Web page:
Battle for Tokyo goes nuclear now
Jan 22 2014
Abe’s Liberal Democratic Party failed to dislodge incumbent mayor Susumu Inamine in last week’s contest, putting Japan-US relations at risk. Inamine has pledged to block the relocation of a US air base to his district, something that Abe had assured Washington was a done deal. Apparently not.
The question now is what the LDP’s setback in Nago says about a February 9 election in Tokyo, one that could topple a central pillar of Abe’s economic programme.
Morihiro Hosokawa, prime minister from 1993 to 1994, is running for Tokyo governor, arguably the second-most influential job in Japan. The LDP’s knives are out for him: Shintaro Ishihara, Tokyo’s popular governor from 1999 to 2012, has flatly declared Hosokawa isn’t qualified for the job. The establishment’s real gripe with Hosokawa has less to do with his credentials than his policies, which threaten Japan’s nuclear-industrial complex -- the LDP’s political base. This “nuclear village” is at the root of the cronyism, corruption and inertia that continue to prolong Japan’s malaise and dent its competitiveness.
Abe’s surrogates are trying to paint Hosokawa as some kind of crazed Japanese Che Guevara who would drag the nation backward with his green policies. But in Hosokawa’s corner stands none other than Junichiro Koizumi, Abe’s political mentor and the nation’s most celebrated economic reformer in decades -- hardly a Marxist.
In all the excitement over Abenomics and Tokyo hosting the 2020 Olympics, it’s easy to forget the nuclear-disaster zone 135 miles away. Radiation has been leaking from the crippled reactors at Fukushima for going on three years now, and nuclear sludge is contaminating groundwater and the Pacific Ocean. How much? We don’t know. The hapless Tokyo Electric Power, which owns the power plant, has consistently hedged the truth about the disaster, enabled by the government. Abe’s new national secrets bill ensures we will know even less.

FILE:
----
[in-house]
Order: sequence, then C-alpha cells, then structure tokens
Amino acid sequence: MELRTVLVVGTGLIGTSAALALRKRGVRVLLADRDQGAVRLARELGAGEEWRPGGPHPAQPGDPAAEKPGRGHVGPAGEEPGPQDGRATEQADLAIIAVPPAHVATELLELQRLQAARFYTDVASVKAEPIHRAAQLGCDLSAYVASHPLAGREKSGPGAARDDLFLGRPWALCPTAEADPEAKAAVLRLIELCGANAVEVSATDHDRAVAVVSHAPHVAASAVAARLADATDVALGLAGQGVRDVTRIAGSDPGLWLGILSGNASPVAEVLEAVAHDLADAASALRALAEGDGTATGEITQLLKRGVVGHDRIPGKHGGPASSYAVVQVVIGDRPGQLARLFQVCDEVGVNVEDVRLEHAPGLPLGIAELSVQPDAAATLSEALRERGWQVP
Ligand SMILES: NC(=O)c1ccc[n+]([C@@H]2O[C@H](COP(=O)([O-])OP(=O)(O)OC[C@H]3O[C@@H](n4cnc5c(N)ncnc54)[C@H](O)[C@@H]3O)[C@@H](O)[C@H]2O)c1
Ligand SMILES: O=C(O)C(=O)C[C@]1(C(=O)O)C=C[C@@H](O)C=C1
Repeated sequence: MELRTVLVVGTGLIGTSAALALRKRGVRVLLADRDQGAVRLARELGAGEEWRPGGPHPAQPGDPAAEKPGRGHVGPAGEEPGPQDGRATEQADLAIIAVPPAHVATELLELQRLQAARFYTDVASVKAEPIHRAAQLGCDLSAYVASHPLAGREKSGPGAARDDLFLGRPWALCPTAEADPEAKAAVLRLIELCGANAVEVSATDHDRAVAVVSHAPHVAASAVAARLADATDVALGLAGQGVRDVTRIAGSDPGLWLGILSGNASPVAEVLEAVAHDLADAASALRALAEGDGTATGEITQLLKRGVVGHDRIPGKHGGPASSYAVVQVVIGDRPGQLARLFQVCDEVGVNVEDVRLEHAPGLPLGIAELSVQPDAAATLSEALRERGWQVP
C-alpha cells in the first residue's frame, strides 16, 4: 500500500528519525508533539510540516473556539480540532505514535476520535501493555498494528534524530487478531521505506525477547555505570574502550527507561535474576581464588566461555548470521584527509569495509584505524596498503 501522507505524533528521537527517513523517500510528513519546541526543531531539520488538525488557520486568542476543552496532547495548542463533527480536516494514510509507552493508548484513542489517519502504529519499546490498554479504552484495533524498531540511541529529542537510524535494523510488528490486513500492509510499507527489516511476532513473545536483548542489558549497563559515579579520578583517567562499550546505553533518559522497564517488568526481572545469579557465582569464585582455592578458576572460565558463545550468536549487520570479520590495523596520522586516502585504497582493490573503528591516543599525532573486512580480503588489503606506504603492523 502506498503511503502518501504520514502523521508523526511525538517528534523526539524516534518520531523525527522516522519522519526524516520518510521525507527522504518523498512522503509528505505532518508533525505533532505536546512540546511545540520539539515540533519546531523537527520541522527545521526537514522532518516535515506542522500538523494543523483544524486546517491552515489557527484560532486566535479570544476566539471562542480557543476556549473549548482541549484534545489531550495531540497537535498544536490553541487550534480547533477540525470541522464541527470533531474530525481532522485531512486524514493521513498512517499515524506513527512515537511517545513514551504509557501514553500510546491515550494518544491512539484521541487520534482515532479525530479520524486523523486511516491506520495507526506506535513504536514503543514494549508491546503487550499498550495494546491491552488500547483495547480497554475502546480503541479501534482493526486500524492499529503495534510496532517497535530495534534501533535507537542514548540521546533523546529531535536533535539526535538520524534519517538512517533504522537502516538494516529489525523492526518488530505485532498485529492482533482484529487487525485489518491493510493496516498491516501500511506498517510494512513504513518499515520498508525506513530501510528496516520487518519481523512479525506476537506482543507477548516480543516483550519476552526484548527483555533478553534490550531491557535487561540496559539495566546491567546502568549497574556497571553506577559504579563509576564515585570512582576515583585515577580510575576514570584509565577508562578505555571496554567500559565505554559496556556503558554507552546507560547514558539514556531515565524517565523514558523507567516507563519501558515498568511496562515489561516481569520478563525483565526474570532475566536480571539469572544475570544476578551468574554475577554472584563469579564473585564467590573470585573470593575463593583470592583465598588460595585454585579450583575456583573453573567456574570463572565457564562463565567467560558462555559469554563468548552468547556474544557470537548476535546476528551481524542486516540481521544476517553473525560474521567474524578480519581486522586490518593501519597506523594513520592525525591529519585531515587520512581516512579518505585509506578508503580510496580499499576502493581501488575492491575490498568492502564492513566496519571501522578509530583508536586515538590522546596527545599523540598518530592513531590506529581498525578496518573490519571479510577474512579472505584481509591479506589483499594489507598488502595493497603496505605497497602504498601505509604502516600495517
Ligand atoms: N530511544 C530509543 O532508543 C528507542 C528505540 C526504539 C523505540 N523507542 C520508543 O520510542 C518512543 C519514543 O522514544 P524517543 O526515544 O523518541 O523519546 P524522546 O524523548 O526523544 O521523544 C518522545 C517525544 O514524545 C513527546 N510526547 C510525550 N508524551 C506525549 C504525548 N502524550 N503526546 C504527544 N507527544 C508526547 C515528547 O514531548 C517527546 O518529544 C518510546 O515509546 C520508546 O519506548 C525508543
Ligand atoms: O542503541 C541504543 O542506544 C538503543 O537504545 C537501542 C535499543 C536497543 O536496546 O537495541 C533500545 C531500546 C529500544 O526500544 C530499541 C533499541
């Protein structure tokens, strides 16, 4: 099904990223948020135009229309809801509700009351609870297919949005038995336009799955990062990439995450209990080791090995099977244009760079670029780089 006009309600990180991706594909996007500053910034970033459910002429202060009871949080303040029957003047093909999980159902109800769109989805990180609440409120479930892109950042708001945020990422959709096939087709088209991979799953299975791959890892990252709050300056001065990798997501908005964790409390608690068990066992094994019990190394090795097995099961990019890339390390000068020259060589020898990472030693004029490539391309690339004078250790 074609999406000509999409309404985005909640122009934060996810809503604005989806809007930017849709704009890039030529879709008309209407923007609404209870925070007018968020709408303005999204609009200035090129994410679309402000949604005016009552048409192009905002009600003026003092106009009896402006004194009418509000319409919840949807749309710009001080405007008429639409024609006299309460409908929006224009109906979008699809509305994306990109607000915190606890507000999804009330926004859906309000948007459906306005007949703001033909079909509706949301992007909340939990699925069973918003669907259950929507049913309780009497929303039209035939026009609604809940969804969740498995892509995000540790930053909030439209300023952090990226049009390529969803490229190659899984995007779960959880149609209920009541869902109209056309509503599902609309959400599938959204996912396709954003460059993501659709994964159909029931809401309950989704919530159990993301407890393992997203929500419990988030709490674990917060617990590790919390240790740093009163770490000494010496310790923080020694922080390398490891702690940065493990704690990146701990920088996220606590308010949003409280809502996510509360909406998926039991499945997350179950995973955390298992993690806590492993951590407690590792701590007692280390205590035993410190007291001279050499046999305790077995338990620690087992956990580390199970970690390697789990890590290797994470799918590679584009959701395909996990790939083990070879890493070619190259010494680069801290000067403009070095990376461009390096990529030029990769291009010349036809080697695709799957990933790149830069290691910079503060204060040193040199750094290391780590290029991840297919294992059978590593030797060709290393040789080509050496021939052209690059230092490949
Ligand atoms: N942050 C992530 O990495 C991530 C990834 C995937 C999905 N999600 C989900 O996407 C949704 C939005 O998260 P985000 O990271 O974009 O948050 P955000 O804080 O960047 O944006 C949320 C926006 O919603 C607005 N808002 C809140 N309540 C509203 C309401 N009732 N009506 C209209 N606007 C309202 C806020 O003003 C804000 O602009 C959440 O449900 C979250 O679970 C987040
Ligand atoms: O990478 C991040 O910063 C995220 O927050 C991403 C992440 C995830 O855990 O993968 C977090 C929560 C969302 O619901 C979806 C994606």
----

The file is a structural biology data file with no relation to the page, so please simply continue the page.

Hosokawa and Koizumi are doing Japanese a favour by highlighting the crisis. If the 2011 earthquake that damaged Fukushima demonstrated anything, it’s that Japan’s 54 reactors have no place in such a seismically active nation. The tragedy also helped expose the nuclear village -- a network of power companies, regulators, bureaucrats and researchers that holds great sway over Japanese elections and media.
Just like Hosokawa, the two prime ministers prior to Abe, Yoshihiko Noda and Naoto Kan, hail from the Democratic Party of Japan and sought to rein in this pro-nuke cabal. Noda, for example, pledged to phase out nuclear power by 2040. When the LDP returned to power in December 2012, Abe’s first act was to scrap that plan.
Why? It’s the easy road. Revitalising a bloated, aging economy is harder when energy costs are rising. The difficult route would be to find an alternative to nuclear power. It would also be the more lucrative one.
In October, Koizumi turned on Abe and the LDP and called for a reactor-free Japan. The former prime minister has argued that devising and selling alternatives to nuclear power could be the ultimate growth industry. At the moment, Abe is traversing the world hawking nuclear technology for Hitachi and other companies. But launching a new generation of renewable-energy companies could create millions of jobs and unprecedented wealth.
When it comes to energy efficiency and conservation, few places can trump Japan. Why not harness those capabilities to raise living standards? All Abe is doing is doubling down on the last 20 years: pumping money into a tired economy, building more bridges and highways, and bailing out Sony with a weak yen.
Hosokawa and Koizumi are thinking bigger. It would be oddly poetic for Japan -- the only country that has suffered a nuclear attack -- to rid our planet of an energy source that from Three Mile Island to Chernobyl to Fukushima has proven itself to be anything but safe, clean or cheap.
Unless we can construct reactors out of rubber or elevate them on huge shock absorbers out of the reach of temblors or tsunamis, they shouldn’t be part of Japan’s future. Arguably, the same holds true for India, Indonesia and Turkey -- places to which Japan Inc is trying to export its vulnerabilities. If high-technology, hyper-conservative and rules-obsessed Japan couldn’t avoid or contain Fukushima, what hope do far more graft-prone political systems have? Even the prime minister’s wife, Akie, wants her husband to stop these sales.
Abe’s party is circling the wagons to stop Hosokawa. BNP Paribas says investors should sell their stock if he becomes Tokyo governor. But I see this moment as an incredible opportunity for Japan. Call me crazy.
(William Pesek is a Bloomberg View columnist.)